In yesterday’s blog, I talked about how we should show love to those in pain and trials and not offer judgment and accusations, in the way that Job’s friends did. I also mentioned how we can pray for those we know who are in pain. I wanted to talk more on that today, because that is probably the one of the most important things we can do, and yet sometimes we neglect it.
In Matthew 8:5-13, we find the record of Jesus and a centurion. The centurion’s servant was lying at home paralyzed, and in terribly agony and pain. (Some versions of the Bible say he was dreadfully tormented. yikes!)
The centurion came to Jesus, asking Him to heal his servant. This story is powerful in so many ways. If you haven’t read it in a while, or ever, I encourage you to read it.
The centurion knew, and acknowledged that Jesus was powerful enough that He need only speak the word and His servant could be healed. He didn’t even require that Jesus come to his home to do it. He knew Jesus could do it from right where He stood.
And this is the part I want to stress: The centurion’s faith alone was great enough that Jesus marveled at it. (vs. 10) The servant’s faith was never called into question. Perhaps his was just as great. Maybe it wasn’t. All we know is that the centurion interceded on the servant’s behalf, and that the servant was healed that same hour.
We are called not only to love our neighbors as ourselves, but also to pray for one another that we may be healed. (Ja. 5:16)
Unless they’ve told us it’s the case, we never need to tell someone that they aren’t being healed or delivered from their trial because their faith isn’t strong enough. We need to intercede on their behalf. We never need to accuse someone of being sick or in trials due to sin, but we need to pray for them.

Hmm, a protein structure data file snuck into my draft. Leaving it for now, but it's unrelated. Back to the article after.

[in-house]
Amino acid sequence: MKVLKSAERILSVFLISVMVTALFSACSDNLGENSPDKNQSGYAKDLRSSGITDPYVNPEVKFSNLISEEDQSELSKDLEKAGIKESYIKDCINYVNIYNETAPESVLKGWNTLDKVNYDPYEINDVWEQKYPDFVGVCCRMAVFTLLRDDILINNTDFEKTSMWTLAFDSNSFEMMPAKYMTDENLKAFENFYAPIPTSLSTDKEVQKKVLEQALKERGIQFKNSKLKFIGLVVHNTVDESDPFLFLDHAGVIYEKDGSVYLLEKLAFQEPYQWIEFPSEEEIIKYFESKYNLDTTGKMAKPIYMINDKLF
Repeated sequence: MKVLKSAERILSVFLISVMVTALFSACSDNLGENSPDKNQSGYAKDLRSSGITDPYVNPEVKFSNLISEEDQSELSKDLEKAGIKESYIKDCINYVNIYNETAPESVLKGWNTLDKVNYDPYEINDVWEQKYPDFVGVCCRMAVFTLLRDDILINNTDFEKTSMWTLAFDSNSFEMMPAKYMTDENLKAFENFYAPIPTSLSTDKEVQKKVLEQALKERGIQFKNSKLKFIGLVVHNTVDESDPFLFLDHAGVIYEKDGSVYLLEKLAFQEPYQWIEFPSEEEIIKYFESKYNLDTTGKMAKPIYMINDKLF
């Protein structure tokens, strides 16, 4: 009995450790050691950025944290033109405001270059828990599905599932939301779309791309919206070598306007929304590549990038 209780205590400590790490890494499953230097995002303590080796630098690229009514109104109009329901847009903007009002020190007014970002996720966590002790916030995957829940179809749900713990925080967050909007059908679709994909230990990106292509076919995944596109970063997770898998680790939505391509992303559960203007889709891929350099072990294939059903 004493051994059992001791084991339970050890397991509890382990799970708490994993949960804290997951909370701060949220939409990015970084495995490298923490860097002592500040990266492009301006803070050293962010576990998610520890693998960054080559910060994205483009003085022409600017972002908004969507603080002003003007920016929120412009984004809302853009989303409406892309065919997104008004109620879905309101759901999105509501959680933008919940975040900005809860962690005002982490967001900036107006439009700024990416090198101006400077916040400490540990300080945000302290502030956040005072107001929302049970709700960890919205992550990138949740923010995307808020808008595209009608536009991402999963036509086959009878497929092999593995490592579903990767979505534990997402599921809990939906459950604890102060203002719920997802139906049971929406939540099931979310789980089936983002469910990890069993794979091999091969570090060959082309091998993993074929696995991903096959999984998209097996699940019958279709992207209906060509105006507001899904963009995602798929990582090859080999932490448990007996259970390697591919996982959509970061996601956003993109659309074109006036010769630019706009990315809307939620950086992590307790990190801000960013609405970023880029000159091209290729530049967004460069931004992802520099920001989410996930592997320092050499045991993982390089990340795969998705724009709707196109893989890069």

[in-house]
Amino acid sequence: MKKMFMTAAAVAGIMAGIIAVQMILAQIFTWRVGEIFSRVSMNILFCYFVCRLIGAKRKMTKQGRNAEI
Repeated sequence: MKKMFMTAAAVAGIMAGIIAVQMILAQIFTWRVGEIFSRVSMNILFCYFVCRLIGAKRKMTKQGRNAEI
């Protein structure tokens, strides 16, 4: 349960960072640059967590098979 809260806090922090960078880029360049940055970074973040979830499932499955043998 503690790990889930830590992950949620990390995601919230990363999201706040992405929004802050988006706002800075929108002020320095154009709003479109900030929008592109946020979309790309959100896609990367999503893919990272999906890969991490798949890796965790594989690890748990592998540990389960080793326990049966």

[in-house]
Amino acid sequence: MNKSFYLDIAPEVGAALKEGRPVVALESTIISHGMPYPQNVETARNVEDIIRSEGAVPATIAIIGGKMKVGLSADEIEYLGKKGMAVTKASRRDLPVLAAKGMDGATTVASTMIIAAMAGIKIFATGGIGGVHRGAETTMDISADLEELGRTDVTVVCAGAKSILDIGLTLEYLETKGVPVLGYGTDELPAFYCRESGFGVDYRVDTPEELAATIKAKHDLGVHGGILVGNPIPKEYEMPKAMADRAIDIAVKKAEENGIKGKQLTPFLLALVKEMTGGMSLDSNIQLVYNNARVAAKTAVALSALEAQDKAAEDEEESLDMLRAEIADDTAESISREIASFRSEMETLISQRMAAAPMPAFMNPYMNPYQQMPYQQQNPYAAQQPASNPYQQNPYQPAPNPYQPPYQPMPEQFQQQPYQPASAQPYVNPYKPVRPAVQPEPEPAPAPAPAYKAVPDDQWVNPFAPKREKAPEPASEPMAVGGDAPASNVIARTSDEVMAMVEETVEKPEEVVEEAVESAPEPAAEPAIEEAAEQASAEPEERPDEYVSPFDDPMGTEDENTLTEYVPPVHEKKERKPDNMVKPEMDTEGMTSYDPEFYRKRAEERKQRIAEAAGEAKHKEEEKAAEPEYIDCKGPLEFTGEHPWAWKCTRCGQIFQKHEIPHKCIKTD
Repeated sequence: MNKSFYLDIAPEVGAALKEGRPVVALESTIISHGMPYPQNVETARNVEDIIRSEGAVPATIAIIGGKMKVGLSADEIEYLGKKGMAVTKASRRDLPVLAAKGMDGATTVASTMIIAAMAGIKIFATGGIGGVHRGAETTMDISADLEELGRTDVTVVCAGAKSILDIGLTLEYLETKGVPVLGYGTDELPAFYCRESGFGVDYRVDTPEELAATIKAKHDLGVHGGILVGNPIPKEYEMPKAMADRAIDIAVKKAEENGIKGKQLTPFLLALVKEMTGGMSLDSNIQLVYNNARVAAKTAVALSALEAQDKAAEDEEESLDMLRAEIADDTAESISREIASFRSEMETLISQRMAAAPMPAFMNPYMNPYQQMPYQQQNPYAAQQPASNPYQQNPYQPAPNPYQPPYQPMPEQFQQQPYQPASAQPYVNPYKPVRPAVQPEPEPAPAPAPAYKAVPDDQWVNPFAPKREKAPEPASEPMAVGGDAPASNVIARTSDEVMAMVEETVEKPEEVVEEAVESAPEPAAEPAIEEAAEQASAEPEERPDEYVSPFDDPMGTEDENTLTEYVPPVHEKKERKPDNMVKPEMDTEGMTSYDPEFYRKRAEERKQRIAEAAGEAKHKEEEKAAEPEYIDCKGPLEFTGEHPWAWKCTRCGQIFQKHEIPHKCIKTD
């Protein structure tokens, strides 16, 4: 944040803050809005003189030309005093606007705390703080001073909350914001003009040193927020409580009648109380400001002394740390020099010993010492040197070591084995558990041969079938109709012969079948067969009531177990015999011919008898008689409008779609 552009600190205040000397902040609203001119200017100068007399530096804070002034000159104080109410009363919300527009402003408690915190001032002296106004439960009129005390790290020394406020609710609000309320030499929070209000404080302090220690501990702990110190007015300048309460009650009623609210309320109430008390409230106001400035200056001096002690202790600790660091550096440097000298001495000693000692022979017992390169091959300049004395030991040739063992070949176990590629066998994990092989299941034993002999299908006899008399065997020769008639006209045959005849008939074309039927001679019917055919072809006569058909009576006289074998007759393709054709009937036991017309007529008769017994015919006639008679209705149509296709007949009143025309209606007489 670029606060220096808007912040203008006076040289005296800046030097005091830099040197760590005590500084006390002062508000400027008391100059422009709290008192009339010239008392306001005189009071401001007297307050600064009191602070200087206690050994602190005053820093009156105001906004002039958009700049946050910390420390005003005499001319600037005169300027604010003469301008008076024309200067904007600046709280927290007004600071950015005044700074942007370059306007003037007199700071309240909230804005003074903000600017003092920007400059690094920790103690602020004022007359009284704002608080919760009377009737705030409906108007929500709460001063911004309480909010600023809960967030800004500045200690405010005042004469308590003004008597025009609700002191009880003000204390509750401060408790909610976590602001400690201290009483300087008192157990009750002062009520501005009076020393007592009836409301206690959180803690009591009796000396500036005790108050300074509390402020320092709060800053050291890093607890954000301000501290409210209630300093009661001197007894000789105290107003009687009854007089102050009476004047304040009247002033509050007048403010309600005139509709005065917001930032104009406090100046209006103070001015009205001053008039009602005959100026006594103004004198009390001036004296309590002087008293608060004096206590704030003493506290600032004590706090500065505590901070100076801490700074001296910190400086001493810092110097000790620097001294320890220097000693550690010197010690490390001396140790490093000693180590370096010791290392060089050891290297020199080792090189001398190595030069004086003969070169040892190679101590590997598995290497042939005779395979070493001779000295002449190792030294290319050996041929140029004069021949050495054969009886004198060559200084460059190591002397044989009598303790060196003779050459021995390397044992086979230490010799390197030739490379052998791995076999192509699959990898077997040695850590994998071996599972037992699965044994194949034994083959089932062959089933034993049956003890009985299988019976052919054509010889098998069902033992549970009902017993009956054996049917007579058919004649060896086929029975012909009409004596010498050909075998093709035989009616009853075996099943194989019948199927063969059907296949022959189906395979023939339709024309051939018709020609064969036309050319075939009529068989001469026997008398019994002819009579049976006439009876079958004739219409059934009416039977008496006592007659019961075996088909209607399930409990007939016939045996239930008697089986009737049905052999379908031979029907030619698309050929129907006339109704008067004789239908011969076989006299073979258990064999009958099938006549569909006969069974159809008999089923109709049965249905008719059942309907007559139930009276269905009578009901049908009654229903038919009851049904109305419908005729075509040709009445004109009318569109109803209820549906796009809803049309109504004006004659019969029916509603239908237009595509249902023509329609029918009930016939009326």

What the centurion did on his servant’s behalf is an excellent example of how we should live. Job, as well, before his children died, offered up offerings to the Lord just in case his children had sinned. These are excellent examples of people who are going to the Lord on behalf of others.
Not everyone will be healed. Is that hard to hear? God has plans for people that sometimes do not include healing, because He uses people in so many different ways. But that should never stop us from asking. We do not know His plans. We need to ask. We need to seek.
Above all, though, what we need to seek, for ourselves and for each other, is a relationship with Him, which will keep us calm in every storm, every trial, and every sickness.
Let’s be interceders and never accusers,